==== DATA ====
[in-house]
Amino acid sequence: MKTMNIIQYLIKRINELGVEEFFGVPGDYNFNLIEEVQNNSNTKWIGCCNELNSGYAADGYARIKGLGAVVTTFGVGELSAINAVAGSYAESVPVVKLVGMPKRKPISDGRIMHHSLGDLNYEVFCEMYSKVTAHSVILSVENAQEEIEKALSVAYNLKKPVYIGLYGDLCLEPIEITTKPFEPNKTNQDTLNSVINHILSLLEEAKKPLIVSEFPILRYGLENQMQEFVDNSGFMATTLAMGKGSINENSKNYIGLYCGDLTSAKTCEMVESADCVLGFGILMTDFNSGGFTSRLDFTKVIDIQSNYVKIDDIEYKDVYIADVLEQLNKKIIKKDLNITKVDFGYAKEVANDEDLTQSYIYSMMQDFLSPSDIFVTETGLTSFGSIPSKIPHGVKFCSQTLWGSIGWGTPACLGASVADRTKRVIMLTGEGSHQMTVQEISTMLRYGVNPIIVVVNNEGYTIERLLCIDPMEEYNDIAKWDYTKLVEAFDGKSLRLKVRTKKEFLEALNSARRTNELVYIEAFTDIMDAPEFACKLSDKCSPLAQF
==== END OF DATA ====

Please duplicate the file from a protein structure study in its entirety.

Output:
[in-house]
Amino acid sequence: MKTMNIIQYLIKRINELGVEEFFGVPGDYNFNLIEEVQNNSNTKWIGCCNELNSGYAADGYARIKGLGAVVTTFGVGELSAINAVAGSYAESVPVVKLVGMPKRKPISDGRIMHHSLGDLNYEVFCEMYSKVTAHSVILSVENAQEEIEKALSVAYNLKKPVYIGLYGDLCLEPIEITTKPFEPNKTNQDTLNSVINHILSLLEEAKKPLIVSEFPILRYGLENQMQEFVDNSGFMATTLAMGKGSINENSKNYIGLYCGDLTSAKTCEMVESADCVLGFGILMTDFNSGGFTSRLDFTKVIDIQSNYVKIDDIEYKDVYIADVLEQLNKKIIKKDLNITKVDFGYAKEVANDEDLTQSYIYSMMQDFLSPSDIFVTETGLTSFGSIPSKIPHGVKFCSQTLWGSIGWGTPACLGASVADRTKRVIMLTGEGSHQMTVQEISTMLRYGVNPIIVVVNNEGYTIERLLCIDPMEEYNDIAKWDYTKLVEAFDGKSLRLKVRTKKEFLEALNSARRTNELVYIEAFTDIMDAPEFACKLSDKCSPLAQF